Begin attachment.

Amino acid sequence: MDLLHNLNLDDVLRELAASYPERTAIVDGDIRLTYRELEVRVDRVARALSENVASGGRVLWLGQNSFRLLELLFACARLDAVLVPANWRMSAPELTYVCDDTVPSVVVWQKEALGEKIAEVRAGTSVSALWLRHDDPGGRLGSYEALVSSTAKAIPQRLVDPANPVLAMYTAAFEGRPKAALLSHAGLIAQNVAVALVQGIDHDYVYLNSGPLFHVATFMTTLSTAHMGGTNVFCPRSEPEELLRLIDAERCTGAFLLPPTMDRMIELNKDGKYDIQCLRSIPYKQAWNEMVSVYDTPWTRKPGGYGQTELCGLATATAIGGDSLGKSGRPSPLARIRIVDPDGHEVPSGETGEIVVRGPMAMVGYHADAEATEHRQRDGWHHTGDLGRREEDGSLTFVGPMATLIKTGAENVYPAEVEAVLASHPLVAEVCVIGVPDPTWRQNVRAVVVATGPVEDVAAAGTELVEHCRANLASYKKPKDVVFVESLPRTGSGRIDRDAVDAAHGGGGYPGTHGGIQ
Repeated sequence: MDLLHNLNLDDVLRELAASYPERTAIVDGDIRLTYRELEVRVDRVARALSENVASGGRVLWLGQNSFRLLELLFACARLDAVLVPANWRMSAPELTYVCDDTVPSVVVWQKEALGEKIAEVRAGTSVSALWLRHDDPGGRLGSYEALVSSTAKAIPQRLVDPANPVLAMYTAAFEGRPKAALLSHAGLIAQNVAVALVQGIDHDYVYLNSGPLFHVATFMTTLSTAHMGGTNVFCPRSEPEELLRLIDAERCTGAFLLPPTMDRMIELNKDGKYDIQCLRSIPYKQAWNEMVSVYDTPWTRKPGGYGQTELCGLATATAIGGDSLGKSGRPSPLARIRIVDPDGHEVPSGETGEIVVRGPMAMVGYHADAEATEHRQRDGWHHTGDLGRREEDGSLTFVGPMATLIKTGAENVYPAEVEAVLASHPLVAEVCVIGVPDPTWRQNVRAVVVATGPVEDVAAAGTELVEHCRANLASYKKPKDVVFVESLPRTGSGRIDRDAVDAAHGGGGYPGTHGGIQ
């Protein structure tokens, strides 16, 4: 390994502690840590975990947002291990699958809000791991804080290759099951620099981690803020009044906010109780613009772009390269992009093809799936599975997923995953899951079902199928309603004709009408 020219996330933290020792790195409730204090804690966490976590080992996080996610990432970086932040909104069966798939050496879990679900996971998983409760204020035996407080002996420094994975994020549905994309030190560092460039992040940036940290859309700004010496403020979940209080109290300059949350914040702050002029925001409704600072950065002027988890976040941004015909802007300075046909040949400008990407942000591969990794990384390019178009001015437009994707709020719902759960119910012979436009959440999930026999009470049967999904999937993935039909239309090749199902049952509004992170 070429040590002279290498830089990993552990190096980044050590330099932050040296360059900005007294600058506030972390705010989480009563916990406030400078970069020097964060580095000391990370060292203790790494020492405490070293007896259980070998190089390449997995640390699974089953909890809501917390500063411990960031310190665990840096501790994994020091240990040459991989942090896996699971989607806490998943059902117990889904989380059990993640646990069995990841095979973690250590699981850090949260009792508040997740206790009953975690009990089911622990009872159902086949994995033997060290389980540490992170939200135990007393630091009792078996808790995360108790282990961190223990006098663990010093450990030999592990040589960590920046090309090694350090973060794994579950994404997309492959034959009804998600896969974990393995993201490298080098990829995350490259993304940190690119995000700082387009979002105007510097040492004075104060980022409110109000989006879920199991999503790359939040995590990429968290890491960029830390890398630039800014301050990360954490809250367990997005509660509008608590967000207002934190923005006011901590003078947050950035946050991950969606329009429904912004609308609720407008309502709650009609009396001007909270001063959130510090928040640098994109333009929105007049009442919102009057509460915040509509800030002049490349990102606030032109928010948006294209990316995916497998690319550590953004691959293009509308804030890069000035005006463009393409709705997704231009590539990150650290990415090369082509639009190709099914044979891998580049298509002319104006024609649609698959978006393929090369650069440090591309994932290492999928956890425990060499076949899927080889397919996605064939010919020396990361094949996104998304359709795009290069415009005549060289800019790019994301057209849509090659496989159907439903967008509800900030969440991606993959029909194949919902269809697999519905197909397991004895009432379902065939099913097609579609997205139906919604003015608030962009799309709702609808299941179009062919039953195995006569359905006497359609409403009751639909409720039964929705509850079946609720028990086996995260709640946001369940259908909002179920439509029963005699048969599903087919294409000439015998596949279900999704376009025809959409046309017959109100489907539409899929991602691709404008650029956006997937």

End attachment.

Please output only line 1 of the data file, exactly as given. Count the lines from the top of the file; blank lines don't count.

Amino acid sequence: MDLLHNLNLDDVLRELAASYPERTAIVDGDIRLTYRELEVRVDRVARALSENVASGGRVLWLGQNSFRLLELLFACARLDAVLVPANWRMSAPELTYVCDDTVPSVVVWQKEALGEKIAEVRAGTSVSALWLRHDDPGGRLGSYEALVSSTAKAIPQRLVDPANPVLAMYTAAFEGRPKAALLSHAGLIAQNVAVALVQGIDHDYVYLNSGPLFHVATFMTTLSTAHMGGTNVFCPRSEPEELLRLIDAERCTGAFLLPPTMDRMIELNKDGKYDIQCLRSIPYKQAWNEMVSVYDTPWTRKPGGYGQTELCGLATATAIGGDSLGKSGRPSPLARIRIVDPDGHEVPSGETGEIVVRGPMAMVGYHADAEATEHRQRDGWHHTGDLGRREEDGSLTFVGPMATLIKTGAENVYPAEVEAVLASHPLVAEVCVIGVPDPTWRQNVRAVVVATGPVEDVAAAGTELVEHCRANLASYKKPKDVVFVESLPRTGSGRIDRDAVDAAHGGGGYPGTHGGIQ